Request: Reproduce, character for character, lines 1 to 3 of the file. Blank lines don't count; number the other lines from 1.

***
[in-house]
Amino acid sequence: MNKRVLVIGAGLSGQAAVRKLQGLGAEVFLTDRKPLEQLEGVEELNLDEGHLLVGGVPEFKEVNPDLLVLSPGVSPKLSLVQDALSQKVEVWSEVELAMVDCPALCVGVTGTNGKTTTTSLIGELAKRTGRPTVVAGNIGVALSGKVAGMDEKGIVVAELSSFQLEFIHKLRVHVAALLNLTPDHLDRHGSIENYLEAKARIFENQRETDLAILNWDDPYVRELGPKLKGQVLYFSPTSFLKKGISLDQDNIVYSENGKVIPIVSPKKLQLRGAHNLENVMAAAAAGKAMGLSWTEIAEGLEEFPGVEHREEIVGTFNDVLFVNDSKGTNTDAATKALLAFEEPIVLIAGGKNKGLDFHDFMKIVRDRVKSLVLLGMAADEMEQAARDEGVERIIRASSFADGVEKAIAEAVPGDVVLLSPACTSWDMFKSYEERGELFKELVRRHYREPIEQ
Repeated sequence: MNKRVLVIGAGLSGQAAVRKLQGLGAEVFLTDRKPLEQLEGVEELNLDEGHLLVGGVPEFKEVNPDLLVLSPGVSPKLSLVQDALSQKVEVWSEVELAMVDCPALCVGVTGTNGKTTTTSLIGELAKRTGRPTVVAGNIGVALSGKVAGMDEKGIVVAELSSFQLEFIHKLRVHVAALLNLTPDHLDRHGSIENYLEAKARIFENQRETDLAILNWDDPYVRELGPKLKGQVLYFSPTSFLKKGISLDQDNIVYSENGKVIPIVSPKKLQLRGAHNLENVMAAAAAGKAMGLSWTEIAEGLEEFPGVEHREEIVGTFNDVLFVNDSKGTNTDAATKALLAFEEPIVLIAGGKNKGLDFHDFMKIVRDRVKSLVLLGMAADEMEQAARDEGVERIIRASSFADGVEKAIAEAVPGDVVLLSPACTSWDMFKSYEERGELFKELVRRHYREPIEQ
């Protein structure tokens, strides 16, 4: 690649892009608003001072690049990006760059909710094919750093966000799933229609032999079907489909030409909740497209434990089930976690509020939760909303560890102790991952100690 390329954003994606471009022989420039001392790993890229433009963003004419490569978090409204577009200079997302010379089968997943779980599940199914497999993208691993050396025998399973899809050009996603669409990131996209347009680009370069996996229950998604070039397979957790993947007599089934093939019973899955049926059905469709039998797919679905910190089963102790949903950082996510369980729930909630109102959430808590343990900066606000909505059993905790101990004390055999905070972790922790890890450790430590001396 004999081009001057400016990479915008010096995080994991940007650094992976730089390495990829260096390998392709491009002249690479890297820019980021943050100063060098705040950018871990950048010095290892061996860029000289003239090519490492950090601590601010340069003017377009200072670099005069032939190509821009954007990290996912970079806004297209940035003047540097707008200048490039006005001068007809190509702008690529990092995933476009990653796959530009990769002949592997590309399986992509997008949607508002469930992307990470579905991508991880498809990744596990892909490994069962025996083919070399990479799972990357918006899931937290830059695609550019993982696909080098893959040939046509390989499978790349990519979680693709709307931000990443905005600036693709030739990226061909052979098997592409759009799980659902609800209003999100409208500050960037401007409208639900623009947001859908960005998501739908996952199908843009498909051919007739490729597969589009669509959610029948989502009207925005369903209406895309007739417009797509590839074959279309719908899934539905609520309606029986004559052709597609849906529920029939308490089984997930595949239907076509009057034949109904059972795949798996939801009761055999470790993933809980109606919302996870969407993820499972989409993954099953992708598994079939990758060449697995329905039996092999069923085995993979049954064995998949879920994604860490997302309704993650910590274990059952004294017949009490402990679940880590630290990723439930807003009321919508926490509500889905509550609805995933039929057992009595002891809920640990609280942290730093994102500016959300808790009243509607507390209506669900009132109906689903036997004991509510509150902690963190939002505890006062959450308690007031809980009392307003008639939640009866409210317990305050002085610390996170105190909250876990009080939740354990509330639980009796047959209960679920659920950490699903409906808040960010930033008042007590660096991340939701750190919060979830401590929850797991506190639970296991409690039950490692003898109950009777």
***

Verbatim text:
[in-house]
Amino acid sequence: MNKRVLVIGAGLSGQAAVRKLQGLGAEVFLTDRKPLEQLEGVEELNLDEGHLLVGGVPEFKEVNPDLLVLSPGVSPKLSLVQDALSQKVEVWSEVELAMVDCPALCVGVTGTNGKTTTTSLIGELAKRTGRPTVVAGNIGVALSGKVAGMDEKGIVVAELSSFQLEFIHKLRVHVAALLNLTPDHLDRHGSIENYLEAKARIFENQRETDLAILNWDDPYVRELGPKLKGQVLYFSPTSFLKKGISLDQDNIVYSENGKVIPIVSPKKLQLRGAHNLENVMAAAAAGKAMGLSWTEIAEGLEEFPGVEHREEIVGTFNDVLFVNDSKGTNTDAATKALLAFEEPIVLIAGGKNKGLDFHDFMKIVRDRVKSLVLLGMAADEMEQAARDEGVERIIRASSFADGVEKAIAEAVPGDVVLLSPACTSWDMFKSYEERGELFKELVRRHYREPIEQ
Repeated sequence: MNKRVLVIGAGLSGQAAVRKLQGLGAEVFLTDRKPLEQLEGVEELNLDEGHLLVGGVPEFKEVNPDLLVLSPGVSPKLSLVQDALSQKVEVWSEVELAMVDCPALCVGVTGTNGKTTTTSLIGELAKRTGRPTVVAGNIGVALSGKVAGMDEKGIVVAELSSFQLEFIHKLRVHVAALLNLTPDHLDRHGSIENYLEAKARIFENQRETDLAILNWDDPYVRELGPKLKGQVLYFSPTSFLKKGISLDQDNIVYSENGKVIPIVSPKKLQLRGAHNLENVMAAAAAGKAMGLSWTEIAEGLEEFPGVEHREEIVGTFNDVLFVNDSKGTNTDAATKALLAFEEPIVLIAGGKNKGLDFHDFMKIVRDRVKSLVLLGMAADEMEQAARDEGVERIIRASSFADGVEKAIAEAVPGDVVLLSPACTSWDMFKSYEERGELFKELVRRHYREPIEQ